- Volume 18 Issue 1
Over the past few decades, gender equality has been considered one of the fundamental principles and a significant crosscutting issue in international development. However, beyond applying 'gender equality' as a policy buzzword, there has been a lack of critical reviews on how generally 'gender equality in education' is understood and constructed in Korea's development programs and projects. In this regard, this paper explores the use of vocabularies and semantic meanings of gender equality in the Korean Government's Academic Cooperation Program and its 52 projects. By applying mixed contents analysis as a method, the research resulted in several findings: first, the policy papers recently highlighted Korea's directions on gender mainstreaming and gender-sensitive approaches in international development. Second, 'integrating women and girls' into education institutions was emphasized in various projects; third, the term women rather than gender were used in the texts, highlighting their position as a 'marginalized group.' Lastly, there was a lack of evidence of projects dealing with changing gender-based power relations. The constructed gendered relations and powers were identified throughout projects, usually acting as barriers to project activities. However, they were only identified, not challenged, by the program. In conclusion, whilst Korean international development and educational development discourse actively embrace Women in Development (WID) and Gender and Development (GAD) in their programs, it is time to consider the issue of gender equality from different standpoints, such as identity, rights, and capabilities and a more active engagement with Korea's domestic issues in gender discourse and practices is also needed.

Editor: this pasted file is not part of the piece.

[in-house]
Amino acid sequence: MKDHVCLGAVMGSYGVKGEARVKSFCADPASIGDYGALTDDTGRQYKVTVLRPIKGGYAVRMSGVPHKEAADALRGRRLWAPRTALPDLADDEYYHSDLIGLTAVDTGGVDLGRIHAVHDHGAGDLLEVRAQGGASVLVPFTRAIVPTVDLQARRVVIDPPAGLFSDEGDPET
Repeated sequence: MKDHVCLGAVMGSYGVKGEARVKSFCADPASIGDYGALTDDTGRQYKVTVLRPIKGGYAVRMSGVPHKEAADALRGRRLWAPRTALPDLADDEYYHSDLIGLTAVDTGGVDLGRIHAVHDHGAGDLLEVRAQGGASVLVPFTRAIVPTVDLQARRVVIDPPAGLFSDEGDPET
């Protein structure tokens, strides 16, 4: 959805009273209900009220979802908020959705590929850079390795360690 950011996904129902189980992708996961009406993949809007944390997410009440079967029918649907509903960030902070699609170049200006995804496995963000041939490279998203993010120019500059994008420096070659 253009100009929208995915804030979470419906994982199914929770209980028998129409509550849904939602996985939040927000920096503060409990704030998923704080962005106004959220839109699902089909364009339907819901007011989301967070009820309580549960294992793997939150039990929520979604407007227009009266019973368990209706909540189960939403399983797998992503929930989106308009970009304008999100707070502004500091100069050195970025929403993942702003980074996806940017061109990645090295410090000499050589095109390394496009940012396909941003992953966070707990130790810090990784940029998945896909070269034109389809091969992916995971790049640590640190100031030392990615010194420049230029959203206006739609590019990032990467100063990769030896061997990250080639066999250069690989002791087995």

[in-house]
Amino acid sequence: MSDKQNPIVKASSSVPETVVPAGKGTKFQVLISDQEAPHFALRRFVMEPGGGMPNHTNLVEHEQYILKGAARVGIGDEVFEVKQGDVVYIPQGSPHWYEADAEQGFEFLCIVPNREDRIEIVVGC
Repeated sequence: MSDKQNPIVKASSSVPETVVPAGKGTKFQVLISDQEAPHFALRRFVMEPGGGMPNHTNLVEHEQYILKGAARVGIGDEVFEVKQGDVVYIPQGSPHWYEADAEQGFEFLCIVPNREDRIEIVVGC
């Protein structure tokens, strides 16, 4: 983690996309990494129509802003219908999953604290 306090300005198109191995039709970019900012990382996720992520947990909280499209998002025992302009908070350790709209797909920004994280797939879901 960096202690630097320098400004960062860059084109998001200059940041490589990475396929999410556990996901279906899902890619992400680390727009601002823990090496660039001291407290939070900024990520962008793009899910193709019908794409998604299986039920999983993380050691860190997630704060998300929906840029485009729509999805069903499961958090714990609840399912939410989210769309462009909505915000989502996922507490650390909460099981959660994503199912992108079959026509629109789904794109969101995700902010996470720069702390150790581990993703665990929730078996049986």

Korea;East Asian donor;international education and development;women in development (WID);gender in development (GAD);mixed content analysis